by Stéphane Lombard

Östersund, UNESCO City of Gastronomy

It is late April or early May and the thick ice from Lake Storsjön is breaking up.

Finally the ice vanishes and nature is ready for next season. The first grass of the season grows so quickly it is nearly transparent – an almost shiny light green. The area around the lake is very good for grass. There is plenty of rain and never drought. This grass is not a place where you play golf or have your garden table. It is important feed for cows, sheep and goats – the animals that give us both meat and milk. In the summer the animals can graze on the pasture, and in the winter they get the grass and clover as silage stored from the summer.

The farmers have a very short time for the sowing season. They have to be quick to utilise the intense and very short growing season. In June all flowers and plants grow faster than further south, because it never gets dark. In August or September it is time to harvest before the snow arrives in November.

The cold temperature, the rain and snow, no dangerous animals, long distances to other cities, very few people, without any large industries – all of this makes Jämtland, and Östersund, a special place to live. It has been necessary to trust people and to take care of the natural resources that are here. All resources are essential, you have to take care of both people and what nature gives you. Many people pick berries and mushrooms in the autumn. Moose hunting is an important tradition for many in the area. Tourists have been visiting Jämtland for well over a hundred years. Visitors first came to the area for the clean air, then for the skiing, and now they come for the mountains and the special food.

Despite their distance from large cities, Östersund and Jämtland are part of the wider world and get all the advantages and disadvantages of globalisation. The world is now a place where the price of a litre of milk is decided far from its area of production and the farmers are dependent on soy or other protein-rich animal feed sourced from other continents. Specialisation has gone very far in many parts of the world.

Competition in Sweden and in many other countries forces farmers to specialise in just a few crops, or even in just one part of the food chain. The incentive to go mono-cropping or to specialise is to cut production costs, even though the prices you receive for your produce are not catching up. Farmers around the world have been very effective in this work. Fewer and fewer farmers remain today and they have larger and larger areas with just one crop.

They have managed to cut costs. Apparently economical transportation has made it possible for people to afford and eat all kind of foods no matter where they are produced. Can we afford this cheap food? It actually has a very high price tag, because we have externalised the costs of food. Who should pay farmers that get sick or even die, poisoned by pesticides? Who should pay for the loss of biodiversity – for the flowers and birds that are not found any more? Who should pay for the pesticides in the groundwater? Who should pay for the greenhouse gases that warm our planet? Who should pay for the water that you could once use for irrigation, but that now has disappeared?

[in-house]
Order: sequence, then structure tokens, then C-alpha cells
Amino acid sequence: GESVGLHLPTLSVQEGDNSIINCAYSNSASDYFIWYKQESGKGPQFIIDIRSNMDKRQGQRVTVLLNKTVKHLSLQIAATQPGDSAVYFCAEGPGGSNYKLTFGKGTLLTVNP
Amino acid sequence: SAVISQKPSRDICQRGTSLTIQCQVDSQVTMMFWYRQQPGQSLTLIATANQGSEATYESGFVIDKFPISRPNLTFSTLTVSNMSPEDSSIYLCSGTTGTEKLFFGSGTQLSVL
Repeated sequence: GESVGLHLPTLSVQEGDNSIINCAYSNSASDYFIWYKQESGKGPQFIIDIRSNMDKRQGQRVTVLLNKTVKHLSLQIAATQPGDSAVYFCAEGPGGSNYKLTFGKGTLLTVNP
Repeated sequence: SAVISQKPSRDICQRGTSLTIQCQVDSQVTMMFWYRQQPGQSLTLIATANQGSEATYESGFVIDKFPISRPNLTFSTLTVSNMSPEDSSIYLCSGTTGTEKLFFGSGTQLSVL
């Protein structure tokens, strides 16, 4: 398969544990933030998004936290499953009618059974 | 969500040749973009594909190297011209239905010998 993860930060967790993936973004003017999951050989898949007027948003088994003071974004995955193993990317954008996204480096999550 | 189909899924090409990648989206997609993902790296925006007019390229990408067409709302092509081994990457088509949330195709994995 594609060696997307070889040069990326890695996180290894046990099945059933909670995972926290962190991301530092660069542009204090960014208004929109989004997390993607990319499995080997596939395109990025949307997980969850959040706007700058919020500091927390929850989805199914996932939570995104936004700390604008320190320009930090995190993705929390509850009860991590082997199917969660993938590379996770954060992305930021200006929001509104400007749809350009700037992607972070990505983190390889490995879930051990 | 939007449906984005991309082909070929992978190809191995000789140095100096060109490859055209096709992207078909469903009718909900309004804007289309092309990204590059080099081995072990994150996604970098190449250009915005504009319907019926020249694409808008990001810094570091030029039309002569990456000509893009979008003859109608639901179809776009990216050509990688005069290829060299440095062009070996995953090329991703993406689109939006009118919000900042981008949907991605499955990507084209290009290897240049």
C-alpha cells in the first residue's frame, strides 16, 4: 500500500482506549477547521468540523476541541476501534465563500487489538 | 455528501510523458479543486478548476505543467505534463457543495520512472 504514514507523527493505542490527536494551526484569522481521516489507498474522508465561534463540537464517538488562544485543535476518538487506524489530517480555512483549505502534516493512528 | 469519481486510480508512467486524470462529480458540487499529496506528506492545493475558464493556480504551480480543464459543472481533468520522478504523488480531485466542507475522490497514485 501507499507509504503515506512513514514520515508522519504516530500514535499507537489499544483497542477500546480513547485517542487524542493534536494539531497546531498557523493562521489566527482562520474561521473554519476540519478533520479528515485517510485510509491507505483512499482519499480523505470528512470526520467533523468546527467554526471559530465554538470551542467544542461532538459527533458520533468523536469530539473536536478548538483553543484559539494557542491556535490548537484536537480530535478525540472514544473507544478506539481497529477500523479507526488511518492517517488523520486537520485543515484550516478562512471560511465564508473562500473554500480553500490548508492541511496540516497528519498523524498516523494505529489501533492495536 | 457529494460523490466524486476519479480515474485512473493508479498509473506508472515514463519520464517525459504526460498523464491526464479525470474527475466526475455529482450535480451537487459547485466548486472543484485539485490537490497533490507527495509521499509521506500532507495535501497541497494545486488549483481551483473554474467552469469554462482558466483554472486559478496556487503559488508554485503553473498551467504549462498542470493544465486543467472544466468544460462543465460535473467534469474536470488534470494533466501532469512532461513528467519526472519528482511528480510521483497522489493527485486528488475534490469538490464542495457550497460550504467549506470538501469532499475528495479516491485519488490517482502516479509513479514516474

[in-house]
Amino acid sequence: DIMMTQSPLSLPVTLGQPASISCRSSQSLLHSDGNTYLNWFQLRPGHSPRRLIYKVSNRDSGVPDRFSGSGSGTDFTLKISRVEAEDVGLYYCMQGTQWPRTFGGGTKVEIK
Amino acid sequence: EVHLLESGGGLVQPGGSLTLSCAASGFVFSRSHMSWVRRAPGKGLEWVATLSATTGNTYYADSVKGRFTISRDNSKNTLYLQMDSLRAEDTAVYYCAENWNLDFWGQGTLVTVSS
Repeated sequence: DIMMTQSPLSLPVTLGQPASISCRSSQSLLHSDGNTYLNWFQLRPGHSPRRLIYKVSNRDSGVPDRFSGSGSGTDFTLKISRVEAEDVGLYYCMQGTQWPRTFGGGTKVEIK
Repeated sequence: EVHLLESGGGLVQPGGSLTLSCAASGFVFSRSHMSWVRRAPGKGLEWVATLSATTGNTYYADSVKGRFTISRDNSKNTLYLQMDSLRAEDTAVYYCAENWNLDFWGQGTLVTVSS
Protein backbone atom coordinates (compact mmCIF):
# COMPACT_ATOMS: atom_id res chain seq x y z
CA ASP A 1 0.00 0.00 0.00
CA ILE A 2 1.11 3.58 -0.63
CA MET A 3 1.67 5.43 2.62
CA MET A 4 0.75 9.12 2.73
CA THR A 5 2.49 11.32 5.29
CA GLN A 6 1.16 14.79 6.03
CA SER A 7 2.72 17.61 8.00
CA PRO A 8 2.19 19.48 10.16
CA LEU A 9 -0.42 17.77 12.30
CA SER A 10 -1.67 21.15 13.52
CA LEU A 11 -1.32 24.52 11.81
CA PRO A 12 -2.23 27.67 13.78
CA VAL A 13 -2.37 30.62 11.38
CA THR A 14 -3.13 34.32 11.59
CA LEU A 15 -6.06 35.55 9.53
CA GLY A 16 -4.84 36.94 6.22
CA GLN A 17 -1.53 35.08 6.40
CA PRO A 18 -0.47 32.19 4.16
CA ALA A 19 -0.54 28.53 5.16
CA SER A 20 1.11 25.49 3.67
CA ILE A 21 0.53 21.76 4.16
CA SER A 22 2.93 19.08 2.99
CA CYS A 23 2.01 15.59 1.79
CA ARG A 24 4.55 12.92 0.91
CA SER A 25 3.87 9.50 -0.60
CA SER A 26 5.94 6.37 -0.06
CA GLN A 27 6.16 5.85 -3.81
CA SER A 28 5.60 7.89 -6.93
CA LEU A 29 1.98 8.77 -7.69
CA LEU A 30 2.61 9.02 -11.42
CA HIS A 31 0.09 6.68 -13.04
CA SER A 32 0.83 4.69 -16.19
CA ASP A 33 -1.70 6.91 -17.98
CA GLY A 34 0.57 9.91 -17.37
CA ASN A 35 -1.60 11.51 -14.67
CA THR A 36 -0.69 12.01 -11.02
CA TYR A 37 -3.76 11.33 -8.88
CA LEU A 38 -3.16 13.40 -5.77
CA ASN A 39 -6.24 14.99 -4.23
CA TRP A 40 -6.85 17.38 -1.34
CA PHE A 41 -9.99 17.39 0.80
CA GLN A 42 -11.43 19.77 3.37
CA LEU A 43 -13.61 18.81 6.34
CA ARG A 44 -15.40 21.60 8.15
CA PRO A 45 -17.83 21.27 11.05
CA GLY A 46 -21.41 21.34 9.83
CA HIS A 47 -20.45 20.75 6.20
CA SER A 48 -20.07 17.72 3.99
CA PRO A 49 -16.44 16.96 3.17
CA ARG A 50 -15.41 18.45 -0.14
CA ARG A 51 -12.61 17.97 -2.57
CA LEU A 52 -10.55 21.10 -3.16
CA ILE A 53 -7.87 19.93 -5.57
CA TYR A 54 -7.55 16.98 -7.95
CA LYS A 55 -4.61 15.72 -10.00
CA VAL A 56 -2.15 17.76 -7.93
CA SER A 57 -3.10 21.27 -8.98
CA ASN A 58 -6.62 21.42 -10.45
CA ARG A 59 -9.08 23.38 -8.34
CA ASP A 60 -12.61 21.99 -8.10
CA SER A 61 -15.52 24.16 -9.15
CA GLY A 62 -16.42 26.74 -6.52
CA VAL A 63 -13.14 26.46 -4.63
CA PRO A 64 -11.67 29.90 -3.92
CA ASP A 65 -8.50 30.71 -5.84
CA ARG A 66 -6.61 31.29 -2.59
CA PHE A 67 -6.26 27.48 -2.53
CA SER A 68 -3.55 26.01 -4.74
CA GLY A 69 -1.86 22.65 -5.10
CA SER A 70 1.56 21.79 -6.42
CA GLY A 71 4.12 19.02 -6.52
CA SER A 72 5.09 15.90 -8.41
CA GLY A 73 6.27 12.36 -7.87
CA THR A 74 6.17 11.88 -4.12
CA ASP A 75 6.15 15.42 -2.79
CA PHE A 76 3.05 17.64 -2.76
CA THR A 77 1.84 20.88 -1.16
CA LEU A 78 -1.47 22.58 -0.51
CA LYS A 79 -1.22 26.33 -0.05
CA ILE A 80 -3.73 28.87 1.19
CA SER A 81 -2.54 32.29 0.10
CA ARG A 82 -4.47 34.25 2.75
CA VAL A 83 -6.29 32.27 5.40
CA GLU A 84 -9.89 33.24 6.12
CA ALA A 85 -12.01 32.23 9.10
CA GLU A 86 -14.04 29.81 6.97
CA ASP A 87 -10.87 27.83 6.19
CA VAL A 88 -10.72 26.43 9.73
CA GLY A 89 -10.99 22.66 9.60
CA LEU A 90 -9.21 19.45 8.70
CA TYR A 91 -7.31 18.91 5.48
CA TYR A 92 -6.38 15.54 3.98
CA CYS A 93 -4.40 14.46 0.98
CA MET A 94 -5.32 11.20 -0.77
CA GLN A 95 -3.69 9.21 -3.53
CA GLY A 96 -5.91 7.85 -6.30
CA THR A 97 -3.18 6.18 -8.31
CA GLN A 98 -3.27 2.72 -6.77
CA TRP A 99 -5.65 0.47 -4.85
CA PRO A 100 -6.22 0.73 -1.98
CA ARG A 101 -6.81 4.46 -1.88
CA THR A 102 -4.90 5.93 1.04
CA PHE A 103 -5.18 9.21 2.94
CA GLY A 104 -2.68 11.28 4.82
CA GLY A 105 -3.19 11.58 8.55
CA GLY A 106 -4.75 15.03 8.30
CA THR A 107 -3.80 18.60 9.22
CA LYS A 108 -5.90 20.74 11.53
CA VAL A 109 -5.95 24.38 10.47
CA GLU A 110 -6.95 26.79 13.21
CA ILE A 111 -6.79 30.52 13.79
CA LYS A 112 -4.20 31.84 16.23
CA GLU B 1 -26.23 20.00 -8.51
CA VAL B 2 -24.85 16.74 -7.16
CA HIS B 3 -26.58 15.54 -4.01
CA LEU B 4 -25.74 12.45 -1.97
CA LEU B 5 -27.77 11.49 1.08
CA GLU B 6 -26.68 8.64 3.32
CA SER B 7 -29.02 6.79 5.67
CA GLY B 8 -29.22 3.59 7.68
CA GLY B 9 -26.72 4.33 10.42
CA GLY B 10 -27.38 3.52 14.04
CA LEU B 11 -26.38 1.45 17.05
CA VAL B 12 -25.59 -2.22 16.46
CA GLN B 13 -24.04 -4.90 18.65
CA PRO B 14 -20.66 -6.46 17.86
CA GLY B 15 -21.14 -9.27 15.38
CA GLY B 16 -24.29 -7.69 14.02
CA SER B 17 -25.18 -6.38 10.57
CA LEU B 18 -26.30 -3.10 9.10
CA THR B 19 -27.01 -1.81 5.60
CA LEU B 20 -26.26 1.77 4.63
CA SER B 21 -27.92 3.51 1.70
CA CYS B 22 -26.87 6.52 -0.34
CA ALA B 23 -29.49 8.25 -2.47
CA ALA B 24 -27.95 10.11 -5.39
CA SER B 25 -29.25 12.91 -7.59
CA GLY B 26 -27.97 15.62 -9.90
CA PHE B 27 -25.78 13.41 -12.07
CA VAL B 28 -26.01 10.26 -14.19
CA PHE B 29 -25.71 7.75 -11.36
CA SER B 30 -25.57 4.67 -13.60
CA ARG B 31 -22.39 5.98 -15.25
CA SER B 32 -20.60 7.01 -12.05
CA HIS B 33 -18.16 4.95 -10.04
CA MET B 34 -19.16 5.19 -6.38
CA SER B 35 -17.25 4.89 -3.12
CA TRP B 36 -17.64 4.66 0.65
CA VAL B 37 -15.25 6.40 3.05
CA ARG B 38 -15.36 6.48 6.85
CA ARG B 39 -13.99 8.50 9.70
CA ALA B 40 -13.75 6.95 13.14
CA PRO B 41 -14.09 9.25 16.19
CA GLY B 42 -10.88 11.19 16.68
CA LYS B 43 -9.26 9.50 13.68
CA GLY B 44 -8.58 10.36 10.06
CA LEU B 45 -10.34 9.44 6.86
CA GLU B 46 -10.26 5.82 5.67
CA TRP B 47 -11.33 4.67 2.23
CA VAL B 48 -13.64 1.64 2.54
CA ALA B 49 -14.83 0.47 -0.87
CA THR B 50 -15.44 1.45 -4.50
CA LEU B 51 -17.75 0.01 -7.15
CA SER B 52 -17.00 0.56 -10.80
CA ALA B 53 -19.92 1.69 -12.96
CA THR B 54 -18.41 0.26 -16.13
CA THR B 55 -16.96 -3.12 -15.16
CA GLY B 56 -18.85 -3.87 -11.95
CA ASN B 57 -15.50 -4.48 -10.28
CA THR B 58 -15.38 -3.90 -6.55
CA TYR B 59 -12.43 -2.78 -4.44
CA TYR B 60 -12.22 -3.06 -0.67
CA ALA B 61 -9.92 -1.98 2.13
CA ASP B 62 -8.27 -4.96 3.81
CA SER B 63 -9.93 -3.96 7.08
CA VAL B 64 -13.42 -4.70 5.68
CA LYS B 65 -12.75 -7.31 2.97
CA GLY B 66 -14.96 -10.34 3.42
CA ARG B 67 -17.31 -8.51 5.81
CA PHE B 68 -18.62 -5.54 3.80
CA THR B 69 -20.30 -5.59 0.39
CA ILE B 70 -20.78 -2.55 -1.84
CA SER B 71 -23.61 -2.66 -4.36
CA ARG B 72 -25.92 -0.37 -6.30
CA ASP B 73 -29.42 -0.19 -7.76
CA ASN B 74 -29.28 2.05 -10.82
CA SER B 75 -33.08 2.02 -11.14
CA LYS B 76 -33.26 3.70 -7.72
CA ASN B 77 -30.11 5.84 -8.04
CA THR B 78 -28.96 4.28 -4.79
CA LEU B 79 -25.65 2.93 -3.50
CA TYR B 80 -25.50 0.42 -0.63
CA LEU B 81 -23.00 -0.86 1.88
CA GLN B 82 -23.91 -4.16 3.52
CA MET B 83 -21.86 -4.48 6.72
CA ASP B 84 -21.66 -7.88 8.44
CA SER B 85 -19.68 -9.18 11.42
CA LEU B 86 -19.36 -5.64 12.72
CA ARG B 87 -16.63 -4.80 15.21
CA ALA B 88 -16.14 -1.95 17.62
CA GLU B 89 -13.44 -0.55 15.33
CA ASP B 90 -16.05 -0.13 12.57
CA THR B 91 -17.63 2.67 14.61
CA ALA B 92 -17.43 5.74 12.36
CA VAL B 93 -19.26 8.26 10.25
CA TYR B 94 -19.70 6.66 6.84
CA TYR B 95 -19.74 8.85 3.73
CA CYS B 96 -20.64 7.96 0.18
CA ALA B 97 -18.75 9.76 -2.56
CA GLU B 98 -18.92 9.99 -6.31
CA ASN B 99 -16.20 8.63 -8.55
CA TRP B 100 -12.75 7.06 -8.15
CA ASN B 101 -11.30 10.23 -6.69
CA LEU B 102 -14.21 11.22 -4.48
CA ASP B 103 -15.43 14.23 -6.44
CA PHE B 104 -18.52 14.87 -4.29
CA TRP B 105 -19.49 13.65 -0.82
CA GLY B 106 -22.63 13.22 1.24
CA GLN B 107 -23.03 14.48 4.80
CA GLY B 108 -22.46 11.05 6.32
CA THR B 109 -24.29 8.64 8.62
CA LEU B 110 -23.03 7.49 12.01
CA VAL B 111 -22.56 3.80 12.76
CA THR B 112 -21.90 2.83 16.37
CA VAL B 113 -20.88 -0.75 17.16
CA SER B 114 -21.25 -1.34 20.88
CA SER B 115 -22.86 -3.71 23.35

We all pay the price for the unsustainable food system. 
We pay the price by eating low-quality food without any identity or taste, by eating food in loneliness from ugly containers, by having boring jobs where people are like machines that make the same thing over and over again. Some pay a very high price with their lives, by getting very sick from pesticides or by losing their job. Others are paying by losing their hope for the future if they can’t continue farming as generations of their forbears have before them.

All over the world we see that people want something else. The food developing line can take another path. There is great interest in buying organic products, fair trade products and artisan products, as well as buying directly from farmers. The number of organic farms and sales has increased markedly in many countries. More people in cities are also starting to grow food together. Chefs are making more products themselves and finding local products to serve. Regions and towns are interested in their food specialties. They like to preserve and develop their gastronomy, for tourists and local people. Cities come together in networks like UNESCO Creative Cities of Gastronomy – a network of cities that want to develop and show their food specialties. Östersund is working with food producers by educating the producers, by offering tourists food experiences and by finding ways to offer local food at schools.

Time is short to preserve and develop what we still have rather than destroy more land, animals or people. We can develop and support new initiatives and the ones already here. We have a chance to build new relationships with people and nature. We have a great chance to make a difference right here, right now.

We enjoy food 
Östersund invited all the UNESCO Creative Cities to the Annual Meeting 2016 – a meeting to gather all the cities with creativity as a driving force in development. The meeting was a celebration of all food producers and creative people in Jämtland. It showed the delegates, and all the people of Östersund, that we have creative food producers, talented musicians, rich traditions and creative ways to enjoy them. It was a platform for the city of Östersund to bring the world to us, to get inspiration and to develop our town, to get new creative ideas – to have the chance to share a nice meal together with new friends.